Capone: Did you make that up?
PW: Yeah. I made that up, because there were a bunch of different takes of that where it went on and on, and I’m actually imitating a friend of mine too that kind of sings. I was always fascinated by people who I thought were… I call them “High School Singers” that weirdly left out their “R”s… I don’t know why, but if they would sing “Black Baaaaay.” No, it’s "Black Barry.” You know, it’s that weird singing dialect that some people have, so I knew he should have that and then with the song I don’t know, I just thought “It doesn’t get more basic than “Who’s the coolest guy in the world?” I just made it up and ran with it.
Capone: I just happened to stay through the credits when we saw it and then there’s a full-blown-out rock version of the song.
PW: [laughs] I told them I better get a cut of that if that becomes a single.
Capone: I was talking to someone in the theater and I’m like “Am I hearing what I’m hearing?”
PW: That was our process. He would throw out something, I would throw out something, he would top it, I would top it. I came up with a song; he got a band to do it. I was like “That’s fantastic!”
Capone: I don’t know if I’ve ever seen you do a comedy before.
PW: Not for lack of trying man. This kind of thing just fit me, because yeah I just loved it. I loved doing it. I’m glad you dug it, man.
Capone: All right, well it was nice to meet you.
PW: Nice to meet you Capone!
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Dec. 2, 2010, 4:35 p.m. CST
Dec. 2, 2010, 4:35 p.m. CST
I could end my acting career on that note and be very happy.
Dec. 2, 2010, 4:37 p.m. CST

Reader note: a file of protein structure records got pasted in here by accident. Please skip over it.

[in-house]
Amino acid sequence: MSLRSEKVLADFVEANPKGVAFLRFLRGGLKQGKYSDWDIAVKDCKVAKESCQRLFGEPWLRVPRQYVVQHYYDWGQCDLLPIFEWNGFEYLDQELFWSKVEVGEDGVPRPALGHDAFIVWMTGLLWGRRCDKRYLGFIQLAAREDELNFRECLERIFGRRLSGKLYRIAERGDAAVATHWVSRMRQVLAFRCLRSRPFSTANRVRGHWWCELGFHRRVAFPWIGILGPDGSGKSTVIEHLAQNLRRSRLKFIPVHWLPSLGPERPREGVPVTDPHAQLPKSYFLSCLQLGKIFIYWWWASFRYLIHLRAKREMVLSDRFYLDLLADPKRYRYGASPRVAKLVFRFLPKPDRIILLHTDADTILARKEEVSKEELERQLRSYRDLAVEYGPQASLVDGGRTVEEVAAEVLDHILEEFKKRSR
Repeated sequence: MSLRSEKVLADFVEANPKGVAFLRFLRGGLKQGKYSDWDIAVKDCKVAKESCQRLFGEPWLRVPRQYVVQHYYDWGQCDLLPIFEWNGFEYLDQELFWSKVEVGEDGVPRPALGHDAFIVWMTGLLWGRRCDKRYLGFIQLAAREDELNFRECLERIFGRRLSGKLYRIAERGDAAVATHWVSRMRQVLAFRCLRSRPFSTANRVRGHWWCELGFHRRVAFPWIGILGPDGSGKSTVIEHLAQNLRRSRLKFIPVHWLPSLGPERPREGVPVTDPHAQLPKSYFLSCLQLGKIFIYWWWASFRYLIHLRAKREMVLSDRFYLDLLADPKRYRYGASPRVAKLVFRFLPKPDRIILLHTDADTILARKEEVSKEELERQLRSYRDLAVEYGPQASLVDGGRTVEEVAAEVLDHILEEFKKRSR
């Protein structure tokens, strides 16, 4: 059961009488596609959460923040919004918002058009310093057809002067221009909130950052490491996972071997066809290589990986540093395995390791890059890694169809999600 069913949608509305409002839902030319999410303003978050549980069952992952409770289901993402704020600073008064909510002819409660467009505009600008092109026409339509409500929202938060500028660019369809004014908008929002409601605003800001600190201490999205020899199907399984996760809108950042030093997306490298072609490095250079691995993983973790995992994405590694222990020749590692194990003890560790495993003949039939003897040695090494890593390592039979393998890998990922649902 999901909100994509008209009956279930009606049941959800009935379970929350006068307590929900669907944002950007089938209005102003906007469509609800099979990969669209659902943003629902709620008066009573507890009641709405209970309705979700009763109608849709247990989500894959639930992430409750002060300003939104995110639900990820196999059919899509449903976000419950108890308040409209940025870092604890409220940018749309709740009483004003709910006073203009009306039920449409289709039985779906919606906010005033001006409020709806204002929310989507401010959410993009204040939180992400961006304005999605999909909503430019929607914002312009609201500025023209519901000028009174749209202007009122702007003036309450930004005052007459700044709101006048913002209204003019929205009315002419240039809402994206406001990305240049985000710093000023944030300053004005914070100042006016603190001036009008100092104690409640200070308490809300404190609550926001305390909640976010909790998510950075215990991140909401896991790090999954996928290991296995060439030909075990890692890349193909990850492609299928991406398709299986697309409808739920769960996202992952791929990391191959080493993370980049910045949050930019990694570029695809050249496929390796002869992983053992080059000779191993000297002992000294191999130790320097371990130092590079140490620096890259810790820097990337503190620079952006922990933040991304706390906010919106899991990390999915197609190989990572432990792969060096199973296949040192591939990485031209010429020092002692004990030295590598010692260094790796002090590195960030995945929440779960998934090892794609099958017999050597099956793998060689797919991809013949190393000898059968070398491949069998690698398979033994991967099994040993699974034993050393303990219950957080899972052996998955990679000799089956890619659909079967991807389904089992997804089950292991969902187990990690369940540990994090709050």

by Nerd Rage
But the movie still sucked.
Dec. 2, 2010, 4:41 p.m. CST
Weezer's drummer, that is.
Dec. 2, 2010, 4:42 p.m. CST
Hell, everyone was great in that movie.
Dec. 2, 2010, 4:43 p.m. CST
Dec. 2, 2010, 4:49 p.m. CST
The dude strikes me as a genuinely nice guy.
Dec. 2, 2010, 4:49 p.m. CST
One of the saddest things about "Watchmen" not being a huge commercial success is that Patrick Wilson could've otherwise been vaulted into leading man status if that film hit big, I think. He has strung together some really, really good performances in the last few years. Like the aforementioned "Watchmen" and "Little Children," but his turn in "Hard Candy" is fucking incredible. Amazing stuff.
Dec. 2, 2010, 5:02 p.m. CST
by Ronald Raygun
He made Dan Dreiberg into a guy I genuinely liked and would have a beer with.
Dec. 2, 2010, 5:34 p.m. CST
I loved it; it was very funny in regards to how the various actors performed the characters visually. The film is practically shot as a second person film as the majority of it is just the actors looking at the camera.
Dec. 2, 2010, 5:52 p.m. CST
by God's Brother
...my strong affection for the film and a fairly solid knowledge of Wilson's career." Whoa, you were really unprepared for that interview
Dec. 2, 2010, 6:10 p.m. CST
You'll have to go to Deadline Hollywood for the news.
Dec. 2, 2010, 6:46 p.m. CST
by JT Kirk
It was on-message, focused on the existing film, you didn't let the conversation get too one-sided (I hate when interviewers go on and on and on, then the interviewee has a 2-word response), and it built to a conclusion about the character. Don't second-guess yourself (except where you typed "movi" instead of "movie"... what the fuck, man? You work on a MOVIE WEBSITE!!!), it's a fine interview and seems like if it had more time it would have gotten even better, which is a good sign for any interview.